Welcome to Gemstones 101, a series at Takayas Custom Jewelry where we shed a little light on the amazing gemstones we love to feature in our jewelry projects. This week’s entry puts the spotlight on a particular jewel some might argue isn’t technically a gemstone, but can certainly stand with the best of them – June’s birthstone, the elegant pearl!
Although just about every type of shelled mollusk can produce a pearl, only a select few species create the beautifully iridescent concretions we value and wear, Ocean-dwelling pearl oysters obviously tend to be the first that come to mind; these particular bivalves contain a shimmering inner coating on their shells known as nacre, or mother-of-pearl. This coating is composed of hexagonal platelets of calcium carbonate, which, when an irritant is introduced inside the shell, also forms around the culprit to protect the oyster from harm. The resulting ball of nacre is strong, resilient, and shiny, making for a lovely pearl!
The most valuable pearls of all occur in the wild, with a perfectly round shape stunning mirror-like luster. “Natural” pearls like these, however, are also exceedingly rare, and the majority of pearls for sale today are actually “cultured” or “farmed” pearls. The grown akoya pearls of Japan were the first cultured pearls to hit the market in the early 1900s, bringing the formerly astronomical cost of these jewels down to a price your average American socialite could afford… and the rest is history.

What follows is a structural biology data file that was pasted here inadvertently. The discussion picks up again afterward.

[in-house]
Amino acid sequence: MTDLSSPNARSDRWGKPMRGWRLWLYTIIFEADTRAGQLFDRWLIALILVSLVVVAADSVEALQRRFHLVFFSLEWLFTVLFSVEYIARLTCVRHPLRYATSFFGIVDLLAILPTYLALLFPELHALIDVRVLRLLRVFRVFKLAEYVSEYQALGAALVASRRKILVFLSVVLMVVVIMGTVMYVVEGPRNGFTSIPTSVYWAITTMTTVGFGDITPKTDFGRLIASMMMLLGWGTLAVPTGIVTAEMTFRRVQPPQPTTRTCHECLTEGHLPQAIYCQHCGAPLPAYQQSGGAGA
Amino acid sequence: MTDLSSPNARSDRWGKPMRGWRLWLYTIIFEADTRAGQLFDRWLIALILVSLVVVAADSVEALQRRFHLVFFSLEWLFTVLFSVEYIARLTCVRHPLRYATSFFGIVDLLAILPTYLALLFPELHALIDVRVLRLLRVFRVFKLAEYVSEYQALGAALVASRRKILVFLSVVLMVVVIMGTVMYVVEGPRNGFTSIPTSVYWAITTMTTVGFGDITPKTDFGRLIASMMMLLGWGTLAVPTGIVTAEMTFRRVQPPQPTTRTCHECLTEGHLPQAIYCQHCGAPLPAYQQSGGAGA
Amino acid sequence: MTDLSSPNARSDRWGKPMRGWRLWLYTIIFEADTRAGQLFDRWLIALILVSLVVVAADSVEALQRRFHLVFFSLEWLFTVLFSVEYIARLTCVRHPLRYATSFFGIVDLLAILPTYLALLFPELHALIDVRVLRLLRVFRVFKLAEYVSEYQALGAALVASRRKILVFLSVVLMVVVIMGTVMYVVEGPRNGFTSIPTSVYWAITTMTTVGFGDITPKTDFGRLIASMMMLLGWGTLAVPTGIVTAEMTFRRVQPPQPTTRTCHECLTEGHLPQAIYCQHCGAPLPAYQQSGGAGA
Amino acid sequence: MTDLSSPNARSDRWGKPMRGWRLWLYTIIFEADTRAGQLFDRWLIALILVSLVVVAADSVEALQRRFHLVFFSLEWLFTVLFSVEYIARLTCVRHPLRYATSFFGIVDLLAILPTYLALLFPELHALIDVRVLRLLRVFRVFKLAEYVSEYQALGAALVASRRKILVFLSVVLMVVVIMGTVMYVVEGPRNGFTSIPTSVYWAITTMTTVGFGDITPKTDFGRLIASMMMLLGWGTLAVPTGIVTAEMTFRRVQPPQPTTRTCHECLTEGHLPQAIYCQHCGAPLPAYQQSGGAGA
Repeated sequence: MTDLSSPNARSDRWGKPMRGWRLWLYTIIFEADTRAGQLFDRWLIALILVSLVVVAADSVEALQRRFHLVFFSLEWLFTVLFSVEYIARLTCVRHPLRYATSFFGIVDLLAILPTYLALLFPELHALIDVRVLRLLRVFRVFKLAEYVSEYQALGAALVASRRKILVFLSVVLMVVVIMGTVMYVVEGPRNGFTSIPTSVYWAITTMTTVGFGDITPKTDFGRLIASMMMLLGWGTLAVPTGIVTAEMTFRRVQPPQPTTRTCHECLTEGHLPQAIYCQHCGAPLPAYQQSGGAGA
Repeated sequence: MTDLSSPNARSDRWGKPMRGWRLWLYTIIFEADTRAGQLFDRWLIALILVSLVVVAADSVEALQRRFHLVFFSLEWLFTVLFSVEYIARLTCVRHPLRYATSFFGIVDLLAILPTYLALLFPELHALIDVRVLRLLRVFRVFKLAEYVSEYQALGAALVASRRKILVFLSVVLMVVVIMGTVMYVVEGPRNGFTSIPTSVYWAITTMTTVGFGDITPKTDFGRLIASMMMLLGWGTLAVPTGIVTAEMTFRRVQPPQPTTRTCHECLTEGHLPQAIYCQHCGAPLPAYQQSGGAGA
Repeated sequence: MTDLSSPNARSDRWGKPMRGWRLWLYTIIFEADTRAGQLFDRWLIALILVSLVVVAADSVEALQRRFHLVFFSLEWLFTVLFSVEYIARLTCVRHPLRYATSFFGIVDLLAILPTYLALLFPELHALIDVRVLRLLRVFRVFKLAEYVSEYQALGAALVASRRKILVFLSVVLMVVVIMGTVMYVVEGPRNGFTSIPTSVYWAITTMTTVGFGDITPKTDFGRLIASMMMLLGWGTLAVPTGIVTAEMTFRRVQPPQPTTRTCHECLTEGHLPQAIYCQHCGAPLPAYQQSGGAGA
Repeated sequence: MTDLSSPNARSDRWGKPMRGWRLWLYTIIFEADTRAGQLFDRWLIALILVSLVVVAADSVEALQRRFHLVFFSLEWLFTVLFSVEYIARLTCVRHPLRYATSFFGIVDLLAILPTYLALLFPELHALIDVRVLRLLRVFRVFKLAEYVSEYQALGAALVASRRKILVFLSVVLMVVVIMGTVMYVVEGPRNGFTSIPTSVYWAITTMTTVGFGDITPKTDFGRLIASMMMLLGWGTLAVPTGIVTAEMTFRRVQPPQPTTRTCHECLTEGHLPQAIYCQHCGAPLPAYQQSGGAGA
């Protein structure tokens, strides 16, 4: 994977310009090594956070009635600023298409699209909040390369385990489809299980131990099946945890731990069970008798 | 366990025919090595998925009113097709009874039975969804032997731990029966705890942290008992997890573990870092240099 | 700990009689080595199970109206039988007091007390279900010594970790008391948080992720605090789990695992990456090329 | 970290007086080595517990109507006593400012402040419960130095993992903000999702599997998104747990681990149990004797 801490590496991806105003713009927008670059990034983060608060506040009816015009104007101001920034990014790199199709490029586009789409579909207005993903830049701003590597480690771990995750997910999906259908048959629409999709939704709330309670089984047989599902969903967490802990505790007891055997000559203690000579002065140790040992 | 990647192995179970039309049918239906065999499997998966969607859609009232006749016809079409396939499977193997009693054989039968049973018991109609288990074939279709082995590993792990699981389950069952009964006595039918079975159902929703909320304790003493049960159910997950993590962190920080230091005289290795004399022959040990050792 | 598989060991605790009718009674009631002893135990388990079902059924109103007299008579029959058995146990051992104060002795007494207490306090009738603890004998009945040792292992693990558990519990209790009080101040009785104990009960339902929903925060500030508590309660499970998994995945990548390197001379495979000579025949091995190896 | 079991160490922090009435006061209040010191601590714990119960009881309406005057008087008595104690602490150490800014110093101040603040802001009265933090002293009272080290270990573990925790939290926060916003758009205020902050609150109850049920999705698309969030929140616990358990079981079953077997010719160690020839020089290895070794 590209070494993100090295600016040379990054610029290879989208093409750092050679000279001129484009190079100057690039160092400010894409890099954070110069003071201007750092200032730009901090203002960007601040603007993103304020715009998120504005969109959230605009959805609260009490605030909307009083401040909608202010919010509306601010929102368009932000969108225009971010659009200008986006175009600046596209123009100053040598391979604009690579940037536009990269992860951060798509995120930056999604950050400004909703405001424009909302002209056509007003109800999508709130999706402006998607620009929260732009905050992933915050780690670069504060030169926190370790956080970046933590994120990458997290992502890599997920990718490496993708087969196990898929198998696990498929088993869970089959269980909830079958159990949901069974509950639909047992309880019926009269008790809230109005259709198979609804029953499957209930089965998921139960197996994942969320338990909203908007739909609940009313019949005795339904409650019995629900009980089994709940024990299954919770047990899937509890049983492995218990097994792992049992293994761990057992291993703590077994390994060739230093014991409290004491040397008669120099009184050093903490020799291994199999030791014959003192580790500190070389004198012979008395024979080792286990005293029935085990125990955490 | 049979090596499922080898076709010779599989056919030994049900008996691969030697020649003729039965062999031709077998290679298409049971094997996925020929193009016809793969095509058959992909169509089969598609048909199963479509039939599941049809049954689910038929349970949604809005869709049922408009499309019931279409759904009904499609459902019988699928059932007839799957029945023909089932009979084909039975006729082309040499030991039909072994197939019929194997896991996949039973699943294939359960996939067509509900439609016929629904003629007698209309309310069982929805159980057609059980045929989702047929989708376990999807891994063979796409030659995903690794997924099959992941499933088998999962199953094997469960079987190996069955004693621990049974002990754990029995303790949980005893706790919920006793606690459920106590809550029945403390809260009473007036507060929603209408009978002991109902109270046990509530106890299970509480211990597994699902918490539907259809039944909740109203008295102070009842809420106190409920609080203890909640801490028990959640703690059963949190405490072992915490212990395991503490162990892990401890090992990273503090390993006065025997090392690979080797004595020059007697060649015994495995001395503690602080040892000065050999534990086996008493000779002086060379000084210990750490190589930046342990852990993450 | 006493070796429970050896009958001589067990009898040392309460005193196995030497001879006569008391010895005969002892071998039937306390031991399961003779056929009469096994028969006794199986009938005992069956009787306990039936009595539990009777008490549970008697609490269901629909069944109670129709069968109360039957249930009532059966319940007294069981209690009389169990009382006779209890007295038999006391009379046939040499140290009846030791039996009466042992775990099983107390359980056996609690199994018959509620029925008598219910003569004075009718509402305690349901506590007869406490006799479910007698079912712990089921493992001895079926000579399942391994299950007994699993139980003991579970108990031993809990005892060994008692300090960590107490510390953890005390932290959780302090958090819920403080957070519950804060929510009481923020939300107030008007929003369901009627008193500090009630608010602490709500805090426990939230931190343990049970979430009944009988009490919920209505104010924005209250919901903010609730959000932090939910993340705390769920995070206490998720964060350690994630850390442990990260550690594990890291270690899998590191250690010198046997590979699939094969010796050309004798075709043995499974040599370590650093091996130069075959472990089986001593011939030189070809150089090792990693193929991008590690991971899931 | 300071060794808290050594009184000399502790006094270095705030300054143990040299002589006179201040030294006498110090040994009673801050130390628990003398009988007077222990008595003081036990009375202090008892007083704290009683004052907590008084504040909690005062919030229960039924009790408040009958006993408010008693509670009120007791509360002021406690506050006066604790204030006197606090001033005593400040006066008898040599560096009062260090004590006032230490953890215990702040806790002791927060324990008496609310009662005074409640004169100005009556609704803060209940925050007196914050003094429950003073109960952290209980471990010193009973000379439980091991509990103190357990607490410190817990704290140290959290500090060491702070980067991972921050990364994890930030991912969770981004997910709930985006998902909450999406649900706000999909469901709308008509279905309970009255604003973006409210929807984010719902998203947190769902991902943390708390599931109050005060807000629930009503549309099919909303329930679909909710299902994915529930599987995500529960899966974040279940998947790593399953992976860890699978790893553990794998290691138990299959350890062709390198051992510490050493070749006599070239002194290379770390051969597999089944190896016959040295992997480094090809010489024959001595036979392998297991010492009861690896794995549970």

While the species and the basic process behind the formation of a pearl in the wild and in captivity are the same, the pearls themselves have a markedly different inner structure. You can even verify this difference with an X-ray examination! Imitation pearls are also out there, created with materials such as mother-of-pearl, coral or conch shell, or glass coated with a solution containing fish scales.
With a reputation long outlasting even diamonds, pearls possess some serious culture capital. Hunters have dived into the Indian Ocean on the search for pearls for thousands of years; Julius Caesar was brought to Britain in part from the lure of pearls; and pearls have occupied a storied place in royal houses and religions around the world. A symbol of beauty, rarity, and elegance, the meaning of pearls even finds its way into our names, such as Margaret!
For you lucky individuals born in the month of June, the possibilities for crafting your own piece of birthstone jewelry can go beyond your standard white pearl necklace. Make a single natural pearl the center of a statement ring, dangle uniquely shaped baroque pearls from a pair of earrings, or string together a selection of multicolored pearls for a playful bracelet! It’s totally up to you.